Now this is an elite group

If you're old enough to remember the first Gulf War, you, too, might have been chafed by the national media's frothy desire to paint Saddam's Republican Guard as "elite."


Elite Republican Guard this. Elite Republican Guard that. Was it trademarked or something? Did Saddam's lawyers send out a strongly worded letter warning American journalists that they must use "elite" in front of every reference to "Republican Guard"?

We all know how that turned out. Elite our foot!

The lesson, here, is that one must use the word elite most sparingly; otherwise, people and things undeserving of the privilege will be elevated unjustly, and the word will lose its very meaning.

But when it comes to talk of college basketball's Division II's "Elite Eight," you can believe it.

We're talking elite.

Tested under fire and the stronger for it, these are the best eight teams out of hundreds of Division II schools around the country. They have survived a season of challenges, tough rivalries, bruising conference schedules, frantic conference tournaments and do-or-die NCAA regional tournaments.

They have earned the label "elite."

Maybe we're a bit partial, but we're not sure any of the teams has earned it like Augusta State University has.

The Jaguars, who won the South Atlantic Regional Tuesday night on their home floor, persevered through a brutal Peach Belt Conference regular season and tournament -- neither of which they won -- before topping the other seven teams left standing in the regional tourney.

And they did it after major surgery at the start of the season to star player Tyrekus "A.J." Bowman to repair holes in his heart.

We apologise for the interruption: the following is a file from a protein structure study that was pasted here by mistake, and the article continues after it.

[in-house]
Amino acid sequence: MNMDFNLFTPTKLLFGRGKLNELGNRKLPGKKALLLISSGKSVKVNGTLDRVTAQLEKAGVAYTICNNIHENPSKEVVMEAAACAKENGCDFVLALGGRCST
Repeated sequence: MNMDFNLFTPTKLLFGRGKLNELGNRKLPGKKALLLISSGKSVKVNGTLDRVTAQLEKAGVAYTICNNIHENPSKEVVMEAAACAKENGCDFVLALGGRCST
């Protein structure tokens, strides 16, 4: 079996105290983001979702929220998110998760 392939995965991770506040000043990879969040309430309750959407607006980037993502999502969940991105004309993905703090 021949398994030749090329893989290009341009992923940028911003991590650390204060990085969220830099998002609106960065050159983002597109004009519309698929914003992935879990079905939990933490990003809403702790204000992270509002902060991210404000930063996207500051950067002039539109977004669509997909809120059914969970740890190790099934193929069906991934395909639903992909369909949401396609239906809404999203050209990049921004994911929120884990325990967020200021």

This is a special group. This is an elite group.

In fact, this year's Elite Eight may be more elite than usual. Consider: There were eight regional Division II tournaments around the country this past week -- and five of the winners were No. 1 seeds.

In addition, the top four-ranked teams in the country won their regionals and will be among the eight teams at the championship round in Springfield, Mass., March 26-29. It's the first time that has happened since 1982.

And Augusta State belongs there every bit as anyone else.

What a special moment for Augusta State, and for Augusta, for this team to be able to cut down the nets on its home court en route to the national championship round in Springfield next week. And what a big and appreciative crowd to help them on their way in the regional championship Tuesday night.

These guys have already achieved something very special. The right to be called regional champs. The right to play another day, this time for the national championship.

But most of all, the right to be called "elite."